• December 13, 2018

    1st Circ. OKs 30-Day Auto Stay Limit For Repeat Ch. 13 Filers

    Debtors who find themselves in Chapter 13 bankruptcy twice within a year only get the benefits of the litigation-blocking automatic stay for 30 days on the second go-around, after which it terminates completely, the First Circuit ruled Wednesday, affirming two lower courts’ decisions.

  • December 13, 2018

    Senate Dems Call For Deutsche Bank Probe After AML Raid

    Two Senate Democrats called for a bipartisan investigation into Deutsche Bank AG's compliance with federal anti-money laundering laws and its correspondent banking operations in a letter to their colleagues in the Senate Banking Committee on Thursday, citing German authorities' recent raid on the bank and its "history of regulatory problems."

  • December 13, 2018

    Mass. Appeals Court Cuts Oil Spill Payment In Half

    A Massachusetts appeals court on Thursday said an oil and heating company was entitled to save more than $131,000 in a jury verdict over an oil spill, ruling half the payment for a negligence judgment is offset by money the oil company’s insurer already paid to fix the damaged property.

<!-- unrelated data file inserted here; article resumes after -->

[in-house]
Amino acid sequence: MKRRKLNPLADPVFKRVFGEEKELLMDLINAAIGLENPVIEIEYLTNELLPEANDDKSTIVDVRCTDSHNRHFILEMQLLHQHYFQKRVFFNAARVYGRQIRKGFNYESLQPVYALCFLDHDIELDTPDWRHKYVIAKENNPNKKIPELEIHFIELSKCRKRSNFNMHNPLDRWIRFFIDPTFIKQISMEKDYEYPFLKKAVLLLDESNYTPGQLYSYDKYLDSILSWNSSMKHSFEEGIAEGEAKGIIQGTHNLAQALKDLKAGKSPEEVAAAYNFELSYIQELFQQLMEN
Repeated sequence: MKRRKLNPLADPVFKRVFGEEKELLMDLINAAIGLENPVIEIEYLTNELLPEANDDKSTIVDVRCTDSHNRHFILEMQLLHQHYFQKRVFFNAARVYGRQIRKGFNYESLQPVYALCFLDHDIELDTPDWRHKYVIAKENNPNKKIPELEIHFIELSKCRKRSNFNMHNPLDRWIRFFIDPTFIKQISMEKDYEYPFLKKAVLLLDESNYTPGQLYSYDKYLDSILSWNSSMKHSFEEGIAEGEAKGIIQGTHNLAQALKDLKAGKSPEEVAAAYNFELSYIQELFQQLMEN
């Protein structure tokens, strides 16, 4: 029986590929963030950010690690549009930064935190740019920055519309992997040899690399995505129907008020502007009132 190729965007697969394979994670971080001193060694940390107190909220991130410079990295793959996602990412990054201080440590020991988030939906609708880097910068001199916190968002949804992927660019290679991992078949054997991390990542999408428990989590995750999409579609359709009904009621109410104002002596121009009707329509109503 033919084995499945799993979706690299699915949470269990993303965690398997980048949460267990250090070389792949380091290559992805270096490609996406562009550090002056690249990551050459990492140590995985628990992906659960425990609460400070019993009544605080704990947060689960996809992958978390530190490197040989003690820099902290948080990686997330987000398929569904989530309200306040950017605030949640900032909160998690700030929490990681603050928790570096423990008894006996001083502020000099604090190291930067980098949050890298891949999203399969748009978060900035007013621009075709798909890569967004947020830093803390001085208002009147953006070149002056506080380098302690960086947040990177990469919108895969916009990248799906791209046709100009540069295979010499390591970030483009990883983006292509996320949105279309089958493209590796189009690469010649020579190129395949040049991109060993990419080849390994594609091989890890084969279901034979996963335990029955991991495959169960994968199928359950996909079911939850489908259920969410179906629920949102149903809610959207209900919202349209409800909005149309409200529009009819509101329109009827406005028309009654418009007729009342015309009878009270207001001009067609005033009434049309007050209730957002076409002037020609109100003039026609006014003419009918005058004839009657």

• December 13, 2018

    Top 10 Trademark Rulings Of 2018

    From Beyonce to "Honey Badger" to Converse's Chuck Taylor, 2018 was chock-full of major court rulings on trademark law. Here are the 10 biggest you need to remember, plus four more that didn't make the cut.

  • December 13, 2018

    9th Circ. Won't Revive Long-Running Raytheon FCA Suit

    The Ninth Circuit has refused to revive a long-running whistleblower suit that accuses Raytheon of bilking the federal government on a satellite sensor contract, saying the relator had failed to provide sufficient information about the company’s alleged False Claims Act violations despite six attempts to do so.

  • December 13, 2018

    5 Of 6 NECC Defendants Guilty In Latest Trial

    A jury found five of six former New England Compounding Center employees guilty Thursday morning after a week of deliberations in Boston federal court in the third criminal trial related to the Framingham, Massachusetts, facility, whose contaminated steroids killed 64 and infected almost 800 others in a nationwide meningitis outbreak in 2012.